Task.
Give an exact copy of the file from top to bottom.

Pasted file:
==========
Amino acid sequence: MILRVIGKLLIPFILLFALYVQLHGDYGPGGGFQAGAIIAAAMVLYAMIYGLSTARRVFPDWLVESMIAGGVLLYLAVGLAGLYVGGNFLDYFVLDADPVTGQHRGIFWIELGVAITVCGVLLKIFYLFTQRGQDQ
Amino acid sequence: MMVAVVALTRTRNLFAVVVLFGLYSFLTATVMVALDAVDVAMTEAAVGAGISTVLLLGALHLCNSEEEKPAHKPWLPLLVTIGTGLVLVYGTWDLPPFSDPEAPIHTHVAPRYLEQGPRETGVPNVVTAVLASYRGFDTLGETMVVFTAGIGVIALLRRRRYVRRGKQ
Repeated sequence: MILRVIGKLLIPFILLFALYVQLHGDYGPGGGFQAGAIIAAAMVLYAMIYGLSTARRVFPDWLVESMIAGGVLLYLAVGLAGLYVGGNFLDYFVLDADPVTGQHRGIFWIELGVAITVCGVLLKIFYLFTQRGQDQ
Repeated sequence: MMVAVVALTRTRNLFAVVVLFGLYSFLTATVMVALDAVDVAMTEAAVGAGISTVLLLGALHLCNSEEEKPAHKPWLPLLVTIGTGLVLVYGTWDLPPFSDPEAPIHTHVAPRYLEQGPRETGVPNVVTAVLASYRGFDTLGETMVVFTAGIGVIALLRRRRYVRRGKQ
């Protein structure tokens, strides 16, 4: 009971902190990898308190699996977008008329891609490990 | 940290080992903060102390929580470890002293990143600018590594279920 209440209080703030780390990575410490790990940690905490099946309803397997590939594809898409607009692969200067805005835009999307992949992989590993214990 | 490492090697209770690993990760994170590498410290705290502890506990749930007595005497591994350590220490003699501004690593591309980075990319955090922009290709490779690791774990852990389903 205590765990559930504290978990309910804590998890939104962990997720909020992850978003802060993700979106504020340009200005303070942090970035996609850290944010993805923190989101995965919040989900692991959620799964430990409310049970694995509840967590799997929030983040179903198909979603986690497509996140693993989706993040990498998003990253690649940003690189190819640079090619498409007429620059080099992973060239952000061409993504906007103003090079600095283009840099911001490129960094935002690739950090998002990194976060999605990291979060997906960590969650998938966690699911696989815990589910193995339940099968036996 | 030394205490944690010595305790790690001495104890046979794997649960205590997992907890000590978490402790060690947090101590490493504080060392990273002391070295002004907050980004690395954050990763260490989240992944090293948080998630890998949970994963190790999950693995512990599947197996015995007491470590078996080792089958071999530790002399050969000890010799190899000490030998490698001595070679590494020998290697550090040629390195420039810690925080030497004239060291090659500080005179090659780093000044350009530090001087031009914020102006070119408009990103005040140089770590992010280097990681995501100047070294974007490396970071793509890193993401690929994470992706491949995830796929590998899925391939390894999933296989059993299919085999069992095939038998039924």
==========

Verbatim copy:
Amino acid sequence: MILRVIGKLLIPFILLFALYVQLHGDYGPGGGFQAGAIIAAAMVLYAMIYGLSTARRVFPDWLVESMIAGGVLLYLAVGLAGLYVGGNFLDYFVLDADPVTGQHRGIFWIELGVAITVCGVLLKIFYLFTQRGQDQ
Amino acid sequence: MMVAVVALTRTRNLFAVVVLFGLYSFLTATVMVALDAVDVAMTEAAVGAGISTVLLLGALHLCNSEEEKPAHKPWLPLLVTIGTGLVLVYGTWDLPPFSDPEAPIHTHVAPRYLEQGPRETGVPNVVTAVLASYRGFDTLGETMVVFTAGIGVIALLRRRRYVRRGKQ
Repeated sequence: MILRVIGKLLIPFILLFALYVQLHGDYGPGGGFQAGAIIAAAMVLYAMIYGLSTARRVFPDWLVESMIAGGVLLYLAVGLAGLYVGGNFLDYFVLDADPVTGQHRGIFWIELGVAITVCGVLLKIFYLFTQRGQDQ
Repeated sequence: MMVAVVALTRTRNLFAVVVLFGLYSFLTATVMVALDAVDVAMTEAAVGAGISTVLLLGALHLCNSEEEKPAHKPWLPLLVTIGTGLVLVYGTWDLPPFSDPEAPIHTHVAPRYLEQGPRETGVPNVVTAVLASYRGFDTLGETMVVFTAGIGVIALLRRRRYVRRGKQ
């Protein structure tokens, strides 16, 4: 009971902190990898308190699996977008008329891609490990 | 940290080992903060102390929580470890002293990143600018590594279920 209440209080703030780390990575410490790990940690905490099946309803397997590939594809898409607009692969200067805005835009999307992949992989590993214990 | 490492090697209770690993990760994170590498410290705290502890506990749930007595005497591994350590220490003699501004690593591309980075990319955090922009290709490779690791774990852990389903 205590765990559930504290978990309910804590998890939104962990997720909020992850978003802060993700979106504020340009200005303070942090970035996609850290944010993805923190989101995965919040989900692991959620799964430990409310049970694995509840967590799997929030983040179903198909979603986690497509996140693993989706993040990498998003990253690649940003690189190819640079090619498409007429620059080099992973060239952000061409993504906007103003090079600095283009840099911001490129960094935002690739950090998002990194976060999605990291979060997906960590969650998938966690699911696989815990589910193995339940099968036996 | 030394205490944690010595305790790690001495104890046979794997649960205590997992907890000590978490402790060690947090101590490493504080060392990273002391070295002004907050980004690395954050990763260490989240992944090293948080998630890998949970994963190790999950693995512990599947197996015995007491470590078996080792089958071999530790002399050969000890010799190899000490030998490698001595070679590494020998290697550090040629390195420039810690925080030497004239060291090659500080005179090659780093000044350009530090001087031009914020102006070119408009990103005040140089770590992010280097990681995501100047070294974007490396970071793509890193993401690929994470992706491949995830796929590998899925391939390894999933296989059993299919085999069992095939038998039924």